I ordered this book last week, and have been devouring it. Just can’t put it down.
All right, I’m a King Arthur buff. It’s my mother’s fault for telling me stories of Sir Lancelot. She could’ve had no idea how intently I was listening–what was I, three years old? When I was a few years older, I read my King Arthur picture book over and over again until it fell apart.
Two things make Mr. Saklatvala’s 1967 book stand out from the crowd.
First, it’s really cool! He delves into the messy, jumbled records of Dark Age Britain and the Middle Ages and ties things together that I never saw tied together before. The fragmentary records left of the last gasps of the Western Roman Empire are especially illuminating. True, the confused state of the record makes it impossible to prove any definite conclusions about Arthur. But Beram Saklatvala makes me nod my head and say to myself, “Hmm! Y’know, it really might’ve been that way!” Anyhow, who doesn’t love an enduring historical mystery?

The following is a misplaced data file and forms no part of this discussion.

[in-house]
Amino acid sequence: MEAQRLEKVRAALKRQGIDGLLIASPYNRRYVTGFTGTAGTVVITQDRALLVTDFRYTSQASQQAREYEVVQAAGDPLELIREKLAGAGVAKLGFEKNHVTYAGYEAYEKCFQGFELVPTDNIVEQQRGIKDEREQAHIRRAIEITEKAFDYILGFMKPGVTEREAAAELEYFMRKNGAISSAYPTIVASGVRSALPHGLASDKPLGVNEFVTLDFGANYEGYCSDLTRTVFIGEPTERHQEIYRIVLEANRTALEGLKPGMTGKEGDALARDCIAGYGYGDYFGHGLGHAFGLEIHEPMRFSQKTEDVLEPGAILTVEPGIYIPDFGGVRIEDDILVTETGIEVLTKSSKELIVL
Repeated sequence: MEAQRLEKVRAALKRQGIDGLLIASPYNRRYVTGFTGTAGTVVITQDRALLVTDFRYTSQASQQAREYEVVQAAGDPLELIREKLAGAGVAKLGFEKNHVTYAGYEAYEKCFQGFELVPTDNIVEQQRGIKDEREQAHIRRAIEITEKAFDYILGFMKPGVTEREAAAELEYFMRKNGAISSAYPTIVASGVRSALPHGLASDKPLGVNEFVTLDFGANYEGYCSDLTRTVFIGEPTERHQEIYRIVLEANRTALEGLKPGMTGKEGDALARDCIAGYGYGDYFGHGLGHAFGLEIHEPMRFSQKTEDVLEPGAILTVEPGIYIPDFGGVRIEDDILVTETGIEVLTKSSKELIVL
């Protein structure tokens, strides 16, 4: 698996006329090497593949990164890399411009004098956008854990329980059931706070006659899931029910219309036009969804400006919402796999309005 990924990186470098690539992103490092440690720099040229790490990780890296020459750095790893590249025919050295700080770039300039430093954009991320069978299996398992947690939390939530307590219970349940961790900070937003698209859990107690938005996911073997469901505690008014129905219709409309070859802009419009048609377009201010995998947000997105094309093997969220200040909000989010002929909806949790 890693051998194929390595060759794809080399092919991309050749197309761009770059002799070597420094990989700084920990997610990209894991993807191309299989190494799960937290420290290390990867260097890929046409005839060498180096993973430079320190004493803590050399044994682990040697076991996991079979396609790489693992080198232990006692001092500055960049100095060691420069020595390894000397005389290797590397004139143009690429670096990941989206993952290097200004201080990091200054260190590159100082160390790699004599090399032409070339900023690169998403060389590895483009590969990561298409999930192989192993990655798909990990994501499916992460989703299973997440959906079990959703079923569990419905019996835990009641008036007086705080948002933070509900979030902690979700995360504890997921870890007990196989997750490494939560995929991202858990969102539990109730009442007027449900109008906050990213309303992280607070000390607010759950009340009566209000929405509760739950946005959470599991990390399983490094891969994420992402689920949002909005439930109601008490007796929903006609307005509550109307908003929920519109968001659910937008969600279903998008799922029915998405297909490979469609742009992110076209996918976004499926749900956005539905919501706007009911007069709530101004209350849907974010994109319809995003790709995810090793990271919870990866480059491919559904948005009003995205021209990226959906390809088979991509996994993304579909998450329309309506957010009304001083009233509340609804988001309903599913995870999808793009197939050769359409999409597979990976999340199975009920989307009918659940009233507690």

The other thing is the mystery of Saklatvala himself. He’s almost as shadowy a figure as King Arthur. All I’ve been able to find out about him is a) he wrote some two dozen books, mostly on English history, and b) he sometimes used the pseudonym, “Henry Marsh.” Oh–and his middle name was Shapurji–is that Indian, Parsee, or Iranian? But his writing style is a comfortable read. It makes me wish his book were longer.
So it’s raining really hard today, but I’ve got a door into the year 500 A.D. and I can easily escape before the Saxons get me, just by closing the book.
I am amazed by the number of primary or close-to-primary sources Mr. Saklatvala brings to bear, some of which I’ve seen no other writer use.
This has got to be the coolest book I’ve read this year.